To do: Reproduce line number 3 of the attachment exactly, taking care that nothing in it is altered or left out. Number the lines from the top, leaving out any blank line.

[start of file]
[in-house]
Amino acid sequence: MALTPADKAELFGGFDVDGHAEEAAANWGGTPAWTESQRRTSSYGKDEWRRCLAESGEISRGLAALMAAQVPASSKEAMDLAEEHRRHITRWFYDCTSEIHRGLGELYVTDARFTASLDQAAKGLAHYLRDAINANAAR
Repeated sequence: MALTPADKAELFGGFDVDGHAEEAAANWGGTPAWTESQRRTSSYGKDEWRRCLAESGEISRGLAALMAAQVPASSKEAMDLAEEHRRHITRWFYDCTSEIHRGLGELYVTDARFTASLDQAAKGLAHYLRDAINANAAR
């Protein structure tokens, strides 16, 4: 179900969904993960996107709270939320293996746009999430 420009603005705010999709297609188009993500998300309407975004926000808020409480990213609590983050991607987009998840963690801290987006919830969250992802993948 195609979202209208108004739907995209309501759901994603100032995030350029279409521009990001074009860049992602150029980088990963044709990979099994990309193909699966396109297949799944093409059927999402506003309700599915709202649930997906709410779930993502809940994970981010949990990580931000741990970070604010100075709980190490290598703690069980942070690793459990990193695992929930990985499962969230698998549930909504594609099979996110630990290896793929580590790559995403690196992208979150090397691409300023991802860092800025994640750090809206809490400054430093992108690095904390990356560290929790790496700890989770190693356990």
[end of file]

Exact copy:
Repeated sequence: MALTPADKAELFGGFDVDGHAEEAAANWGGTPAWTESQRRTSSYGKDEWRRCLAESGEISRGLAALMAAQVPASSKEAMDLAEEHRRHITRWFYDCTSEIHRGLGELYVTDARFTASLDQAAKGLAHYLRDAINANAAR